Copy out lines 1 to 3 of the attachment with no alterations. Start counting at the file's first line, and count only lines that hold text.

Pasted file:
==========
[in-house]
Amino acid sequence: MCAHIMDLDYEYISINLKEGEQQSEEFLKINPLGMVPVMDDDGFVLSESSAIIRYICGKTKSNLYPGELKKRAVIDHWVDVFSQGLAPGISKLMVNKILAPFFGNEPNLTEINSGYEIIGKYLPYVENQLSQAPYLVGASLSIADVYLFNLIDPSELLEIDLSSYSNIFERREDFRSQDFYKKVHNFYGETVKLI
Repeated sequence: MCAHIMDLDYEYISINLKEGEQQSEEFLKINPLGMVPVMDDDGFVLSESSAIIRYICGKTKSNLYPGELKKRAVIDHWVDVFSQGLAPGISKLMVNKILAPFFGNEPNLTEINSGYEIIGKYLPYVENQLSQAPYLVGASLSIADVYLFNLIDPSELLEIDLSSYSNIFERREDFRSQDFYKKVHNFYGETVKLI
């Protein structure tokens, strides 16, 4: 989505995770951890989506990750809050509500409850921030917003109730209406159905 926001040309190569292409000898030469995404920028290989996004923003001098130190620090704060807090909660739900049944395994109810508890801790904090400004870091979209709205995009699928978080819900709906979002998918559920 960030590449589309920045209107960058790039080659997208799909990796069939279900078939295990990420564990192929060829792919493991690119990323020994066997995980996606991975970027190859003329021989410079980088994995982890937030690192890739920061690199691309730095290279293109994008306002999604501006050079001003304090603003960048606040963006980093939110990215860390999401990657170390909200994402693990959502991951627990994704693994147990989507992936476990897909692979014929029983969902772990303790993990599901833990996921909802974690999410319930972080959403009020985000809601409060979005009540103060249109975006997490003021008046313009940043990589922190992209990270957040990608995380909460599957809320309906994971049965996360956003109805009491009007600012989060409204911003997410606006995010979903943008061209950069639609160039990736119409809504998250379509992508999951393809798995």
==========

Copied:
[in-house]
Amino acid sequence: MCAHIMDLDYEYISINLKEGEQQSEEFLKINPLGMVPVMDDDGFVLSESSAIIRYICGKTKSNLYPGELKKRAVIDHWVDVFSQGLAPGISKLMVNKILAPFFGNEPNLTEINSGYEIIGKYLPYVENQLSQAPYLVGASLSIADVYLFNLIDPSELLEIDLSSYSNIFERREDFRSQDFYKKVHNFYGETVKLI
Repeated sequence: MCAHIMDLDYEYISINLKEGEQQSEEFLKINPLGMVPVMDDDGFVLSESSAIIRYICGKTKSNLYPGELKKRAVIDHWVDVFSQGLAPGISKLMVNKILAPFFGNEPNLTEINSGYEIIGKYLPYVENQLSQAPYLVGASLSIADVYLFNLIDPSELLEIDLSSYSNIFERREDFRSQDFYKKVHNFYGETVKLI